Yet some PCTs are hoping to work around these problems and adapt Hall4. This includes Brent PCT, where project coordinator for children's services Ann Laungani says that she plans to adapt Hall4 in consultation with parents and health professionals to fit the needs of parents and national recommendations. This will be accompanied by an assessment of staff training needs and recruitment of professionals needed to carry out the programme. It is hoped that an implementation plan will be approved by the professional executive committee in March.
Ms Laungani says: 'We have more children at risk, with social exclusion and mental health problems, than perhaps elsewhere. So, for instance, an additional check at about two or two and a half years might be beneficial.
We will need to look at the evidence base and consult with local parents before we decide exactly what form the core programme will take.'
A similar approach of local consultation is being taken in Oxfordshire, where the clinical directors at the five PCTs have just agreed to a countywide Hall4 implementation programme to start on 1 April. Oxford City PCT senior manager for children's services Caro Fickling explains that by drawing up a framework for the whole of Oxfordshire they aim to ensure continuity and communication across the PCTs.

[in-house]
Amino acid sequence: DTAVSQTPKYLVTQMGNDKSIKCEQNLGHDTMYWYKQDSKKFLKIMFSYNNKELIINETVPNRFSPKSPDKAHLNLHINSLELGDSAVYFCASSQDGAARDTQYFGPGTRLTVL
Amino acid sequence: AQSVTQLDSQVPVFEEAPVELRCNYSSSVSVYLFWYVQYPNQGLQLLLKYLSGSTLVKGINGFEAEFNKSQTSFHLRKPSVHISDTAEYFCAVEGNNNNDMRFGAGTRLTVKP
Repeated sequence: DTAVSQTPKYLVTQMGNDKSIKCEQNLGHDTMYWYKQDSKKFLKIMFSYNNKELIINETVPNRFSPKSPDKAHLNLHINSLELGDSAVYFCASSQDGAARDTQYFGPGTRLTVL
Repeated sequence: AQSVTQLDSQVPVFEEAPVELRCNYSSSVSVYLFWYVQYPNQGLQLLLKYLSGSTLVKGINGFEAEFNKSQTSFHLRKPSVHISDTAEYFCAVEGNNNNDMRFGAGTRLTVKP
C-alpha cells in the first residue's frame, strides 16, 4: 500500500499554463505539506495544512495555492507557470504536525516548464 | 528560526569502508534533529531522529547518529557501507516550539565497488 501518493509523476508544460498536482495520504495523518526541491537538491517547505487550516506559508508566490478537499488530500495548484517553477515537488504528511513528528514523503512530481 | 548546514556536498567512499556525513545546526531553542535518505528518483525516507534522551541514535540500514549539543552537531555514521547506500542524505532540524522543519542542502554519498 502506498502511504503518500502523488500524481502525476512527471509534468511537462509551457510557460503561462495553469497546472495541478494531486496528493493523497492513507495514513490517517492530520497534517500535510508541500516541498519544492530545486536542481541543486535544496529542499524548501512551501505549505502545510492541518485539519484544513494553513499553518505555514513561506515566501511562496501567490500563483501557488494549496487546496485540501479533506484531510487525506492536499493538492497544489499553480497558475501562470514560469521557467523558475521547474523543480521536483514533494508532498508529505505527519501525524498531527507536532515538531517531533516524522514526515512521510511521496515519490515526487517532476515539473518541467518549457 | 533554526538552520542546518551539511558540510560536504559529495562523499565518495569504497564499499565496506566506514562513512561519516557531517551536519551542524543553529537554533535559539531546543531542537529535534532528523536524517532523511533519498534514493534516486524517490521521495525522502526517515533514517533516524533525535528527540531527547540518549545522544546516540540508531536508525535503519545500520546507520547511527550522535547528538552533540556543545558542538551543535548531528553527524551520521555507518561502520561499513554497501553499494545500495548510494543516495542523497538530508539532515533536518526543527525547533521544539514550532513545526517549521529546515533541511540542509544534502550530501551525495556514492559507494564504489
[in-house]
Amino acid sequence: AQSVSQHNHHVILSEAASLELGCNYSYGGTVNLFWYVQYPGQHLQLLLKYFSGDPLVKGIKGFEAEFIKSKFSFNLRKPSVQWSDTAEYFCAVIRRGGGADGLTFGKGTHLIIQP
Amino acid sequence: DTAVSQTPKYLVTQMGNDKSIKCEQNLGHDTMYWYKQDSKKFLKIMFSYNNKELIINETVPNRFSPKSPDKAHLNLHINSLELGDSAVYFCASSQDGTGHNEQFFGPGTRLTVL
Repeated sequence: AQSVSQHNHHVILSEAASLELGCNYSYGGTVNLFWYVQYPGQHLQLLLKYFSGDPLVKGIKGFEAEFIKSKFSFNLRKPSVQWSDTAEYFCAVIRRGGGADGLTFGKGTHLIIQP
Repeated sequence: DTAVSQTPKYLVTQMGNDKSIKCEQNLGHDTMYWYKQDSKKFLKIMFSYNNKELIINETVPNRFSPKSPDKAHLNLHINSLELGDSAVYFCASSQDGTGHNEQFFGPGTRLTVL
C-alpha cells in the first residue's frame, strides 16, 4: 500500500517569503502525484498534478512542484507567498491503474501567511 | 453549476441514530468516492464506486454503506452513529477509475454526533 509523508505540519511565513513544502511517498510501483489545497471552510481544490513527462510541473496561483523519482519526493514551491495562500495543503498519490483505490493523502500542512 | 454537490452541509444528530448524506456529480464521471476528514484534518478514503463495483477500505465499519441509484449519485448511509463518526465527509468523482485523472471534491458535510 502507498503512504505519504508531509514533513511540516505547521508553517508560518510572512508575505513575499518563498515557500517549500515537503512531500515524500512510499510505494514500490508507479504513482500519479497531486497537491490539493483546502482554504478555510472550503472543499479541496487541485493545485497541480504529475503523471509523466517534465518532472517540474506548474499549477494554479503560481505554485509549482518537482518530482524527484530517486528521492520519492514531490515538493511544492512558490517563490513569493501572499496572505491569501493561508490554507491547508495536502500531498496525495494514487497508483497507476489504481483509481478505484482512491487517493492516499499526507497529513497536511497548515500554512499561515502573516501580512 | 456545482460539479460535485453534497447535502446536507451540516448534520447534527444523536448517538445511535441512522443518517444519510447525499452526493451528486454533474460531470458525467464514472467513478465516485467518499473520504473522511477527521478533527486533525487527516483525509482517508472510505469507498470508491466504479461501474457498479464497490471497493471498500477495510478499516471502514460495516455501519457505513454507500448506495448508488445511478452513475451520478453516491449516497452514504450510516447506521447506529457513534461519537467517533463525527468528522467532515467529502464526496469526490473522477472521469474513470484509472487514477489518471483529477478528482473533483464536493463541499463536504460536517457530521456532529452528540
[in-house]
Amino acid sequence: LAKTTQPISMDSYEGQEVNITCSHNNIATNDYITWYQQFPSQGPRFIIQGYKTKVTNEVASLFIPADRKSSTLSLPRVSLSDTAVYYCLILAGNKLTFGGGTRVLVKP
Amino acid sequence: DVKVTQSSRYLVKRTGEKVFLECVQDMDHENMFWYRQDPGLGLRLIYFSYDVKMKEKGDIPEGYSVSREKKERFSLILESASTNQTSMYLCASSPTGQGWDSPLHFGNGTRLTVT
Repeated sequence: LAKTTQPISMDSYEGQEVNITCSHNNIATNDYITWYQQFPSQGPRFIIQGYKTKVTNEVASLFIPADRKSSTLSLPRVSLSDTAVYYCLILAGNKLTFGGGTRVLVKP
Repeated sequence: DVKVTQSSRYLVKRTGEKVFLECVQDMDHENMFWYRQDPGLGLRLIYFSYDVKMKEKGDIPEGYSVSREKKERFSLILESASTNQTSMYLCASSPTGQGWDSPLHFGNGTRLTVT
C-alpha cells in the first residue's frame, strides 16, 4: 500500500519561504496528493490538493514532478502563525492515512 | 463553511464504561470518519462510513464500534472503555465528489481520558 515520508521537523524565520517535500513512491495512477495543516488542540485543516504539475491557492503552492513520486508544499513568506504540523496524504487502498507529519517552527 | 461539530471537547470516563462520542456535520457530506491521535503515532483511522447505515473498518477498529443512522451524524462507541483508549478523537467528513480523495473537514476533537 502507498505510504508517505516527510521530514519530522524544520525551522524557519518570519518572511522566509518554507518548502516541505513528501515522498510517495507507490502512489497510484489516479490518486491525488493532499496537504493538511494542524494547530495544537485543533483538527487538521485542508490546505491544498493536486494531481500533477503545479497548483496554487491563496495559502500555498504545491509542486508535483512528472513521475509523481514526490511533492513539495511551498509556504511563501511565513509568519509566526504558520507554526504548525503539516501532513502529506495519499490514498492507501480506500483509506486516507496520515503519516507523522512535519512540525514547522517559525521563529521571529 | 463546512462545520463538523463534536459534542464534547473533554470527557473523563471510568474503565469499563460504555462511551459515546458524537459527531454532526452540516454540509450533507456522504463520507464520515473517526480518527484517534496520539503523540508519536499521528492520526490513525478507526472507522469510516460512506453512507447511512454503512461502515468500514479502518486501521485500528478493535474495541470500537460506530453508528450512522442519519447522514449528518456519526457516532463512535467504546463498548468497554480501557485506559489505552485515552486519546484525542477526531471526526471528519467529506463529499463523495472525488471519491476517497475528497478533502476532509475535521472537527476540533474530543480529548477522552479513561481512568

'We have been developing strategies around targeting services more effectively via self-referral, opportunistic assessment and community-based work.We have been trying to look creatively at the ways in which we can bring services into the community, including more clinics in schools and better links with nursery groups.
'It is quite a challenging agenda to make sure that we do not lose what works well while broadening our reach to those who haven't benefited from the service as well as they might in the past, ' explains Ms Fickling.
Health For All Children (4th edition) by David Hall and David Elliman. Oxford University Press.£17.95 www. health-for-all-children. co. uk
Scottish implementation guidance and consultation www. scotland. gov. uk/consultations/health/hfac-00. asp
This is a year of change for children's services, with reports, proposals and new clinical guidelines.
Some primary care trusts have been accused of using the focus on the core programme as a way of cutting services.
A royal college report may clash with the imminent national service framework.